Francesco Gastaldi, Associate Professor in Urban Planning, Università IUAV di Venezia Gastaldi@iuav.it
Simone Dalla Costa holds a master’s degree in Architecture, Università IUAV di Venezia
In a pamphlet, Aldo Bonomi (1999) investigates the Italian Entertainment District, Il Distretto del Piacere, an area stretching from Gardaland Park to Riviera Romagnola, and covering four provinces: Verona, Venice, Rimini, and Bologna. In the 1980s and 1990s, the Entertainment District was an entertainment archipelago, a cluster of holiday village, hotels, bars, restaurants, motels for commercial sex, and nightclubs. Here, sensational and transgressive weekends, multiple carnivalesque forms of entertainment and residential tourism were enabled by an efficient highway system, car-parks, and service stations. The Entertainment District was a symbol of the success of small-scale flexible and molecular capitalism typical of the Italian Post-Fordism, and as such it had a highly competitive character. Thus, the Italian Entertainment District and Industrial Districts are interconnected.
»the italo disco nightclubs, once majestic and grand, had fallen into disrepair«
In the last two decades, the landscape of the Entertainment District has undergone dramatic changes due to the abandonment of nightclubs, also called leisure cathedrals or temple of Italo Disco Dance for the majestic size of their buildings. The abandoned nightclubs are hidden amongst empty warehouses, closed stores, and disused public spaces, as a consequence of the Post-Fordist re-localization of manufacturing activities and economic crisis. Furthermore, these dilapidated buildings cannot be easily found because their location is not disclosed in order to avoid vandalism and illicit activities, and so this is attractive to alternative tourists who want to experience the abandoned. However, these are simulacra of the Italo Disco golden age and remain alive through old and current photos shared by nostalgic groups in blogs and social media.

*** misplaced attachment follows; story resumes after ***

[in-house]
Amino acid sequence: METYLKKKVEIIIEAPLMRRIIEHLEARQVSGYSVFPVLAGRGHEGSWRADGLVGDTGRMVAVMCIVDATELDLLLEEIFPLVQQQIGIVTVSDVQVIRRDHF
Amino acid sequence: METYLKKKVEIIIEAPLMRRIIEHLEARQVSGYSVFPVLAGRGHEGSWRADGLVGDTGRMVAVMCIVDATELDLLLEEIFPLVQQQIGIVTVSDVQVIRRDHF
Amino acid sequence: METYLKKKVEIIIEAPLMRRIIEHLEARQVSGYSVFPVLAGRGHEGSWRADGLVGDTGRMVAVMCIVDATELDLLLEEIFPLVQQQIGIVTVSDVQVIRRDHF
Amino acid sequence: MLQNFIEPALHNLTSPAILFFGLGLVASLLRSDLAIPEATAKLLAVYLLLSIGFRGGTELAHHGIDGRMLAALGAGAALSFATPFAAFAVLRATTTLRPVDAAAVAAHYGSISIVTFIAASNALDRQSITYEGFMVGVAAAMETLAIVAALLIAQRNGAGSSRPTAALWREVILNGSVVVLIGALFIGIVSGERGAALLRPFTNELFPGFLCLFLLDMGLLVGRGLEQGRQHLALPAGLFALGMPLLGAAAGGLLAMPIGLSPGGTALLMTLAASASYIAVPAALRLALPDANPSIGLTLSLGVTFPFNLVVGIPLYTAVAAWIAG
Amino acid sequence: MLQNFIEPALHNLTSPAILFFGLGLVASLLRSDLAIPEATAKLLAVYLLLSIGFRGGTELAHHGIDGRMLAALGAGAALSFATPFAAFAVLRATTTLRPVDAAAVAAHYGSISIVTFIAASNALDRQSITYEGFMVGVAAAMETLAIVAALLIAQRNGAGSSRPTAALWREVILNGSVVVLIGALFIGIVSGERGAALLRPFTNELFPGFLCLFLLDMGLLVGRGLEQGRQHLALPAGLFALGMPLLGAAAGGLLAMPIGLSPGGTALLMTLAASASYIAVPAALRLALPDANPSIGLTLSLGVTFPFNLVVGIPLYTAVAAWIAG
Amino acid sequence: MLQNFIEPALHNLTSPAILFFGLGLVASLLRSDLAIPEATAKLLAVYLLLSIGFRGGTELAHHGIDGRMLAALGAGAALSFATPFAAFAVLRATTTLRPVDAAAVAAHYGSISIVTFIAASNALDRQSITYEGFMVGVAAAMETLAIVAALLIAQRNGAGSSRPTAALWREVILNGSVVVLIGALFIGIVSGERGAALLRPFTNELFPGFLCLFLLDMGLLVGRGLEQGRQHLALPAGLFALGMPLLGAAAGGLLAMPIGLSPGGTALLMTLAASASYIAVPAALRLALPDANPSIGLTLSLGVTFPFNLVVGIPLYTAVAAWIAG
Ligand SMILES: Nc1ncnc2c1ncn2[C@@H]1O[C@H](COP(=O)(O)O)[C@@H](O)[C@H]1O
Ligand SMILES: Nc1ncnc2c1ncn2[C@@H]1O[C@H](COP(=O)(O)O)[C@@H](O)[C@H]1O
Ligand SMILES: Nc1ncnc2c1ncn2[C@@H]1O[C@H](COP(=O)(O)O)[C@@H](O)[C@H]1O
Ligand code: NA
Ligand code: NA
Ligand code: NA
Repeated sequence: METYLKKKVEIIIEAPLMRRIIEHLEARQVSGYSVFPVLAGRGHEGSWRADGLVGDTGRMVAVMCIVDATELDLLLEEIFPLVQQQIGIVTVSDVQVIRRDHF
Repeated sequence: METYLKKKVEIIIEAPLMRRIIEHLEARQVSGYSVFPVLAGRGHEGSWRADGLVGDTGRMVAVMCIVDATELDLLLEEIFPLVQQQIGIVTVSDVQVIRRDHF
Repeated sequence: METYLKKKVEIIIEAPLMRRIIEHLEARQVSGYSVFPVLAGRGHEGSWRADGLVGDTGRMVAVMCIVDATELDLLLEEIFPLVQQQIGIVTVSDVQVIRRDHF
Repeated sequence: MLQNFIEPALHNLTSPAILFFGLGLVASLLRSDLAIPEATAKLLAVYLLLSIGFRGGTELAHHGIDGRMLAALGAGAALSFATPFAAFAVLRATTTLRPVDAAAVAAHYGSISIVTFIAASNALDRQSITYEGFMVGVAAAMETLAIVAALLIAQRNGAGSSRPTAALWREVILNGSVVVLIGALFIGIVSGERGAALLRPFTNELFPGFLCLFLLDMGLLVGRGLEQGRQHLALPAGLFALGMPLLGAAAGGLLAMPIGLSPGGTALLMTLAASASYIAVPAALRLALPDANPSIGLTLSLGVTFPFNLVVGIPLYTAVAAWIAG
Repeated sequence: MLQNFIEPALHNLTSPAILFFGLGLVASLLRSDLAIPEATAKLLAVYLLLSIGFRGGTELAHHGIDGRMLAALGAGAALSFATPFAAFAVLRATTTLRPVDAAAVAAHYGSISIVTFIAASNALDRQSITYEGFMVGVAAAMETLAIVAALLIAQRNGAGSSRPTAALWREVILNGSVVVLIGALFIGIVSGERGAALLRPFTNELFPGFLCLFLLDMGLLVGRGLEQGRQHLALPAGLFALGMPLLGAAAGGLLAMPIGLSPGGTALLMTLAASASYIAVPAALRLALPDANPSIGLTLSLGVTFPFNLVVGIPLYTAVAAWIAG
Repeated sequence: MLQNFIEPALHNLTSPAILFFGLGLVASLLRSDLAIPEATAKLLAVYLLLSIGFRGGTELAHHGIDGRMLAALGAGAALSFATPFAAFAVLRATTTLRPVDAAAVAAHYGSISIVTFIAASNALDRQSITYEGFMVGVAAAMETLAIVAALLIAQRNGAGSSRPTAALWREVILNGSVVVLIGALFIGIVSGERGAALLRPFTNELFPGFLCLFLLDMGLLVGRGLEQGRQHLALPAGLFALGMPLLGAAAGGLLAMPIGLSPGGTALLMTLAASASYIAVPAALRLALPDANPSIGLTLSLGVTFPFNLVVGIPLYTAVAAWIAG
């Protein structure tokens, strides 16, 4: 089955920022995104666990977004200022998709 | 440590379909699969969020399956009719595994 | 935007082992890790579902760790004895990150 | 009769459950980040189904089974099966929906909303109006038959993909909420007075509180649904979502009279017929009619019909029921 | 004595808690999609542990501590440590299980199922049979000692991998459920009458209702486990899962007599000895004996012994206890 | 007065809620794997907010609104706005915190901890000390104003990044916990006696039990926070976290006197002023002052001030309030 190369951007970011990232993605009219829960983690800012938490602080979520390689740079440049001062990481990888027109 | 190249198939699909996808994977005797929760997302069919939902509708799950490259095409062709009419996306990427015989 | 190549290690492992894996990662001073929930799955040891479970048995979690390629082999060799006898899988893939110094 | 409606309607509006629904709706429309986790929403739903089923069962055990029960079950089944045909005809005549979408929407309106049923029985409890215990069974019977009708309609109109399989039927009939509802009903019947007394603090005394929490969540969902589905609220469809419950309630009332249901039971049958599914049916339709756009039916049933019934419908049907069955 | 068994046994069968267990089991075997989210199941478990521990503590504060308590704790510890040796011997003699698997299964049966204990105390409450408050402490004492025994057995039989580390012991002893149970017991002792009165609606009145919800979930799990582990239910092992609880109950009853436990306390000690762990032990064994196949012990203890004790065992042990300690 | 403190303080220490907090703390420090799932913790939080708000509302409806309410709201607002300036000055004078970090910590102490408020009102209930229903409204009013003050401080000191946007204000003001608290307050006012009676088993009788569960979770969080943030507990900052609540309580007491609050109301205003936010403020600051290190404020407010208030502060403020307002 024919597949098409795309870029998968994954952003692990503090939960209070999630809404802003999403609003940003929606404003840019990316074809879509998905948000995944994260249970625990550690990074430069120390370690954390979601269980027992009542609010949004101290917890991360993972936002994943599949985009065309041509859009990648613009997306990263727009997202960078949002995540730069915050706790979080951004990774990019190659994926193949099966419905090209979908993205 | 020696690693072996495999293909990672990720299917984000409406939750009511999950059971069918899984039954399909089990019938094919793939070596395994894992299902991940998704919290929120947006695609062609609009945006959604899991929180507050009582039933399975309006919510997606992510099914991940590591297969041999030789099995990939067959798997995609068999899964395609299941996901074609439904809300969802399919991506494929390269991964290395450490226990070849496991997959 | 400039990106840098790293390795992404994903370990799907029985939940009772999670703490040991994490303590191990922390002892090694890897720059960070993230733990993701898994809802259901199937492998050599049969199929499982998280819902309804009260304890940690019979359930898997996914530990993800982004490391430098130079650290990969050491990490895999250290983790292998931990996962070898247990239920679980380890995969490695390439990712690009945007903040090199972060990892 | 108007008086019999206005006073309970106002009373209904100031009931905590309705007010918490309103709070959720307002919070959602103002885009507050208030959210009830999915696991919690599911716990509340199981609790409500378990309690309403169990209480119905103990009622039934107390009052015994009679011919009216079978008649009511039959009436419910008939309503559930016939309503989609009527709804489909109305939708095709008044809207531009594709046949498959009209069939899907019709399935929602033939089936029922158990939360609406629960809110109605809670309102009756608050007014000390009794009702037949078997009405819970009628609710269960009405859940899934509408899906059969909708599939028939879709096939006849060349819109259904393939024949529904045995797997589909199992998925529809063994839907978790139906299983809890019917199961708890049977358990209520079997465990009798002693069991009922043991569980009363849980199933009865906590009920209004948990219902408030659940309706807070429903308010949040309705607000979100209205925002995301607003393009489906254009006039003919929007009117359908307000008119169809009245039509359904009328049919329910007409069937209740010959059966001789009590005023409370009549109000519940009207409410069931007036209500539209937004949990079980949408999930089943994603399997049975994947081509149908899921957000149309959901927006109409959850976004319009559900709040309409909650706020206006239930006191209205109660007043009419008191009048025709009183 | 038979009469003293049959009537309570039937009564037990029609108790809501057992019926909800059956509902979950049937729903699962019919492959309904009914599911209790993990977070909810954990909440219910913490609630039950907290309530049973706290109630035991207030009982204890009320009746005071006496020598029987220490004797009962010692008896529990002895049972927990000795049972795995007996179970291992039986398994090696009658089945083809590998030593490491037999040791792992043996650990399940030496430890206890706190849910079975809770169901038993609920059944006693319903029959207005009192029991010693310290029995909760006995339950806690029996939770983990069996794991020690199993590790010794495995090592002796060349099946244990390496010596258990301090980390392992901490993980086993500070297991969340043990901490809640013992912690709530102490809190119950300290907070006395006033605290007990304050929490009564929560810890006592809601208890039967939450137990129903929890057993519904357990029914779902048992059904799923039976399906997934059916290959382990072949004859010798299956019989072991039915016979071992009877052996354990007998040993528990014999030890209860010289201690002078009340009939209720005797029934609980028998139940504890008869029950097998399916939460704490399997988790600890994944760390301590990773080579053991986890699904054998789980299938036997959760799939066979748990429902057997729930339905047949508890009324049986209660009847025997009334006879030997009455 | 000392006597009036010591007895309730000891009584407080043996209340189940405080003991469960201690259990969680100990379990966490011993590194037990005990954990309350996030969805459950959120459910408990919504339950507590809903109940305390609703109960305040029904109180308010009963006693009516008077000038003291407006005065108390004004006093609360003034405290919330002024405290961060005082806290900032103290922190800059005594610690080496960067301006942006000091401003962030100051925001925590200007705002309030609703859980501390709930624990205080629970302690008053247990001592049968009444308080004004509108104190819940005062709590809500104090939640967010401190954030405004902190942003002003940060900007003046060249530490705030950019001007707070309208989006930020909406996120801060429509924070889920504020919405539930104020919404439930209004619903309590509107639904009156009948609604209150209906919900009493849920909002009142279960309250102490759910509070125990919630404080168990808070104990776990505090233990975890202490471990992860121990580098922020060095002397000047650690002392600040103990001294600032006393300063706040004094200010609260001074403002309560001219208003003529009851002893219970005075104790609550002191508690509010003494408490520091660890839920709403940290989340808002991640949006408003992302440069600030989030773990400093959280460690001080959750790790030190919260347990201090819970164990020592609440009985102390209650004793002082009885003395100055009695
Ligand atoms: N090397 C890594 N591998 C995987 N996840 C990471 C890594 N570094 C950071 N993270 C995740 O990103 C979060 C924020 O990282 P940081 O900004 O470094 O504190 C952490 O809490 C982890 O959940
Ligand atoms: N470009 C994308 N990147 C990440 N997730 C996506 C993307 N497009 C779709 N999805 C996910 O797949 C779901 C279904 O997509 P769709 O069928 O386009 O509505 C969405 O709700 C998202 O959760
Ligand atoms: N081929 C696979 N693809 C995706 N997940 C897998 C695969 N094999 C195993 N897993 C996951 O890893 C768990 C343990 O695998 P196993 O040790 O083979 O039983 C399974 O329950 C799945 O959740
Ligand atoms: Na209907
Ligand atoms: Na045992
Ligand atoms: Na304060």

»Arsos, squatting, and drugs trade have added degradation to the abandoned nightclubs with further negative externalities on the urban livability and safety of neighborhoods.«
Since the early 2000s, multiple nightclubs in the Entertainment District in the North East of Italy have shut down: it is the end of the Italo Disco golden age. Repurposed building strategies should be developed following several aspects: current nightlife paradigms, diverse architectural typologies, and deterioration of construction materials. However, reuse plans encounter difficulties such as heterogeneity of architectural and aesthetic features, scarcity or lack of glass windows in indoor spaces due to preexisting ventilation and artificial plants, and unbalanced rise-to-surface ratio. In addition, the high cost of renewal interventions encourages demolition rather than re-use. Eventually, the complex framework of property ownership, legal processes and business failures exacerbate the poor building maintenance.
The blog post (09.07.2020) has been released in Italian language by urban@it, National Centre for Urban Policies Studies, and it is available here.